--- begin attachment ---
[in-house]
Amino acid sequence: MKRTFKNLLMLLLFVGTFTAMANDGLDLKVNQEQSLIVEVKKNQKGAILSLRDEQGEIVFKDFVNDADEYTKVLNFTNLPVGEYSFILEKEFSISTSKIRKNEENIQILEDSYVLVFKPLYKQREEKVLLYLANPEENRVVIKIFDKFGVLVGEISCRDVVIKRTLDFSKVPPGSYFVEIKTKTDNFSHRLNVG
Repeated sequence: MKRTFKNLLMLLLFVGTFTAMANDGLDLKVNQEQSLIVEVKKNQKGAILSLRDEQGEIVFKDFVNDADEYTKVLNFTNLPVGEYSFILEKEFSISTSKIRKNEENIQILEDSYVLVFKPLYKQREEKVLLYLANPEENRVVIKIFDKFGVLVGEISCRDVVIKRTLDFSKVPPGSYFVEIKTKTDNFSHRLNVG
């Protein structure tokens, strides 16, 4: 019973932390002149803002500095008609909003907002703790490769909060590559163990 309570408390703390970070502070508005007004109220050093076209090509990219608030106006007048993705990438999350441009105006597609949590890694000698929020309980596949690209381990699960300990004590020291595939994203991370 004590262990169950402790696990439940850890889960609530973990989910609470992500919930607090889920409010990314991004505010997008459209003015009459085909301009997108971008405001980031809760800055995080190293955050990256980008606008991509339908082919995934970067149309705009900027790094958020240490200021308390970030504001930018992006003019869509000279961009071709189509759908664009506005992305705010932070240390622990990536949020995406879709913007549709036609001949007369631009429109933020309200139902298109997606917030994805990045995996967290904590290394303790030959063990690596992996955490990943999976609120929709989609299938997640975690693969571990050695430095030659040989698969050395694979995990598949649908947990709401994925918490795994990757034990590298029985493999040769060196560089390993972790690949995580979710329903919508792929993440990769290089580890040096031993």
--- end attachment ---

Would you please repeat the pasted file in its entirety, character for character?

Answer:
[in-house]
Amino acid sequence: MKRTFKNLLMLLLFVGTFTAMANDGLDLKVNQEQSLIVEVKKNQKGAILSLRDEQGEIVFKDFVNDADEYTKVLNFTNLPVGEYSFILEKEFSISTSKIRKNEENIQILEDSYVLVFKPLYKQREEKVLLYLANPEENRVVIKIFDKFGVLVGEISCRDVVIKRTLDFSKVPPGSYFVEIKTKTDNFSHRLNVG
Repeated sequence: MKRTFKNLLMLLLFVGTFTAMANDGLDLKVNQEQSLIVEVKKNQKGAILSLRDEQGEIVFKDFVNDADEYTKVLNFTNLPVGEYSFILEKEFSISTSKIRKNEENIQILEDSYVLVFKPLYKQREEKVLLYLANPEENRVVIKIFDKFGVLVGEISCRDVVIKRTLDFSKVPPGSYFVEIKTKTDNFSHRLNVG
């Protein structure tokens, strides 16, 4: 019973932390002149803002500095008609909003907002703790490769909060590559163990 309570408390703390970070502070508005007004109220050093076209090509990219608030106006007048993705990438999350441009105006597609949590890694000698929020309980596949690209381990699960300990004590020291595939994203991370 004590262990169950402790696990439940850890889960609530973990989910609470992500919930607090889920409010990314991004505010997008459209003015009459085909301009997108971008405001980031809760800055995080190293955050990256980008606008991509339908082919995934970067149309705009900027790094958020240490200021308390970030504001930018992006003019869509000279961009071709189509759908664009506005992305705010932070240390622990990536949020995406879709913007549709036609001949007369631009429109933020309200139902298109997606917030994805990045995996967290904590290394303790030959063990690596992996955490990943999976609120929709989609299938997640975690693969571990050695430095030659040989698969050395694979995990598949649908947990709401994925918490795994990757034990590298029985493999040769060196560089390993972790690949995580979710329903919508792929993440990769290089580890040096031993």